— February 27, 2019
Today, we are privy to a lot of information about everyone’s lives. We can follow friends, family members and celebrities on Instagram, Twitter, Facebook, Pinterest, SnapChat, and more platforms. We can get newsletters from any blog that we like. Our phone will send us alerts anytime someone likes one of our posts.
And all of this information, all of these peeks into other people’s lives can make us feel like crap. When we’re constantly look at other people, it’s all too easy to compare ourselves to them and their lives. Why don’t I look like that? Why haven’t I made as much money? Why wasn’t I promoted, or asked to go hang out with them?
Why Comparison Hurts
Comparison is the act of measuring yourself against another person. While this doesn’t sound bad on its face, it can quickly spiral to a bad place. When we measure ourselves against other people we can eliminate good things about ourselves and focus only on the things we dislike.
Take for example, reading about an entrepreneur that hit their first million dollars in revenue two years into their business. If you’re already five years in and have yet to crack $ 100,000, this could make you question your abilities and wonder what right you have to even be in business.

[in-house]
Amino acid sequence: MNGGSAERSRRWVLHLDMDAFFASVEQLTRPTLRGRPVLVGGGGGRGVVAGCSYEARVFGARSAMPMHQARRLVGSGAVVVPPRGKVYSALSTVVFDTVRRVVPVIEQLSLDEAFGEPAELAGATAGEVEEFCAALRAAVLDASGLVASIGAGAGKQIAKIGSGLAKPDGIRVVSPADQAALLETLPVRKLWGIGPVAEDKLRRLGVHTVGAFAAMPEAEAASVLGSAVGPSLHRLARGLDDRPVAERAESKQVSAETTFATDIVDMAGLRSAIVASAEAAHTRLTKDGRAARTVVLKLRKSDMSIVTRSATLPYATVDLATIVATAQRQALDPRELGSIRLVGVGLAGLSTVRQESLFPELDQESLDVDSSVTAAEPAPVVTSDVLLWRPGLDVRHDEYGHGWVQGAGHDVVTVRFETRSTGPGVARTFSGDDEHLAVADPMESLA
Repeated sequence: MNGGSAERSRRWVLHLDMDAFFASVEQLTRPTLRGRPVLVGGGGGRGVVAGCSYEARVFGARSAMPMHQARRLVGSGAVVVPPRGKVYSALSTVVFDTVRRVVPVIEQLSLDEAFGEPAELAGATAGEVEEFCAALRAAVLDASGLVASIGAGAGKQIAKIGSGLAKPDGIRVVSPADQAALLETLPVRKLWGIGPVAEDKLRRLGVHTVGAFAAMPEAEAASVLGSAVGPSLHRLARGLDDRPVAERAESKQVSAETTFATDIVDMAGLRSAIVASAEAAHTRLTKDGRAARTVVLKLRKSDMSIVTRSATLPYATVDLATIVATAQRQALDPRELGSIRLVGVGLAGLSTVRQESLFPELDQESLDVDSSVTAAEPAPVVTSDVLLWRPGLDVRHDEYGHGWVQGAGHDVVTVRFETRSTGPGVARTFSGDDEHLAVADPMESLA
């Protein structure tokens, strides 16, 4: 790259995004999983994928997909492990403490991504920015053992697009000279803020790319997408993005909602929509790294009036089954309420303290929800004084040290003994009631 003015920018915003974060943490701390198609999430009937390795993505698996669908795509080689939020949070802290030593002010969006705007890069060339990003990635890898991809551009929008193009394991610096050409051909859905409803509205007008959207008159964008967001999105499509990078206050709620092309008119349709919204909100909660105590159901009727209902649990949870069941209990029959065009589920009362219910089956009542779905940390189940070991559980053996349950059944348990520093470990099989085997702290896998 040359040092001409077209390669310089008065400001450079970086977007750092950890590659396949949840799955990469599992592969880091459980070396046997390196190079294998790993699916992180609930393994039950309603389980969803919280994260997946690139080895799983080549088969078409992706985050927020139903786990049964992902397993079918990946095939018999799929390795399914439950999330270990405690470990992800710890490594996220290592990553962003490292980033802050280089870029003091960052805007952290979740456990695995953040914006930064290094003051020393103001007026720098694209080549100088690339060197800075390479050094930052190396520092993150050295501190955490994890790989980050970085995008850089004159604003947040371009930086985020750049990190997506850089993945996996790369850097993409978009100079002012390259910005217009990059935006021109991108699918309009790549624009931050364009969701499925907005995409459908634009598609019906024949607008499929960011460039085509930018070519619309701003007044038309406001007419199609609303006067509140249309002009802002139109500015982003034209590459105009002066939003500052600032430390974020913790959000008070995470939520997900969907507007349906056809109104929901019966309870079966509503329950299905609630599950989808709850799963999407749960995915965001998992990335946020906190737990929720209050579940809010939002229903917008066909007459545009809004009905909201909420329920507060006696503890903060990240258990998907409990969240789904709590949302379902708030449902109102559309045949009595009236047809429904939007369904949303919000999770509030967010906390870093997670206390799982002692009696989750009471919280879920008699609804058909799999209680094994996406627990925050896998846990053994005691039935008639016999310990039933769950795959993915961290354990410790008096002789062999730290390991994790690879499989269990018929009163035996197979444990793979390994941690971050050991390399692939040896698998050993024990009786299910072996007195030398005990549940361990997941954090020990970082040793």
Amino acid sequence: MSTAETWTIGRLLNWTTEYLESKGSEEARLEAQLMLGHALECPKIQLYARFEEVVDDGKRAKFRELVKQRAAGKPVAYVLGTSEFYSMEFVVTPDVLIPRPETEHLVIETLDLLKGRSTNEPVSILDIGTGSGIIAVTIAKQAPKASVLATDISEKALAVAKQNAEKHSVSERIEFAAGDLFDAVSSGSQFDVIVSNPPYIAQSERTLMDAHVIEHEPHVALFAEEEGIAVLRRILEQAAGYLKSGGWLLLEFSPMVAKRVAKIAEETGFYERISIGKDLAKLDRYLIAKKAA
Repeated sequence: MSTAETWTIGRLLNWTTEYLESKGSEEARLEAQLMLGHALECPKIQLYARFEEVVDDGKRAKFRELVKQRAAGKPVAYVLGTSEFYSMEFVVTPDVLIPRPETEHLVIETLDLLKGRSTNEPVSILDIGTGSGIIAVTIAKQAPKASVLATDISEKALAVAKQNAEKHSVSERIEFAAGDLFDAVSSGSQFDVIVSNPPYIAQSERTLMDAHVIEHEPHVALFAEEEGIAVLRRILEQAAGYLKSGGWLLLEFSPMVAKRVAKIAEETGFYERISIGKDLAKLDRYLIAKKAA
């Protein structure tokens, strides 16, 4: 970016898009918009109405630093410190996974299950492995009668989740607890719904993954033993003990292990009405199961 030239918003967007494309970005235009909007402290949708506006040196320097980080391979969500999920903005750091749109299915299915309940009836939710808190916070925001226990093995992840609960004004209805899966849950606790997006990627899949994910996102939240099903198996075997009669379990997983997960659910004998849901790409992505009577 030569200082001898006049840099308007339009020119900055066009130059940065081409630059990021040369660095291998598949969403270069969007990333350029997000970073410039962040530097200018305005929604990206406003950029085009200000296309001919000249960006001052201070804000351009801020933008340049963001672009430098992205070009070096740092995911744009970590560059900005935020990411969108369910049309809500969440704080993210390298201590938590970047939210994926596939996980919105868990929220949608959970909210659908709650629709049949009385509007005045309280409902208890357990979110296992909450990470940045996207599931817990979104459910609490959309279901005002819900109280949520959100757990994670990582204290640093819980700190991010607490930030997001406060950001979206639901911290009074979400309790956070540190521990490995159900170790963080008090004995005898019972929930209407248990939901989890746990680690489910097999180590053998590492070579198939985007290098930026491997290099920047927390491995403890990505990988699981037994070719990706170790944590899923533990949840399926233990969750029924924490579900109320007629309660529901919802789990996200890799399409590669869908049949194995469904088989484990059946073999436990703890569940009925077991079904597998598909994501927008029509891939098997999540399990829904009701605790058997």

Comparison doesn’t come with inspiration. It doesn’t come with information to help you level up, or compliments to reinforce positive ideas you already have about yourself. Comparison merely points out your flaws and keeps you focused on them.
How to Opt Out of The Comparison Game
The simplest answer is also the hardest to enact; stop looking at things that make you compare yourself to others. Easier said than done! In our media saturated world, that’s almost impossible. You can be driving down the road and see a bikini clad model that can jumpstart a comparison game in your head.
Here are three things you can do to stop playing the comparison game in your life:
-keep a brag sheet handy. Whether it’s on your phone or on a post it on the bathroom mirror, you should write a brag sheet. List out things you’re proud of doing or having done. It can be anything; going to the gym every day this week, paying off debt, meeting a new friend. When you start to feel badly, pull it out and remind yourself of all the things you’ve done.
-find a support system. Having people in your life that can lift you up when you’re down is key. Sometimes we can’t be our own cheerleaders, but the people who love us can.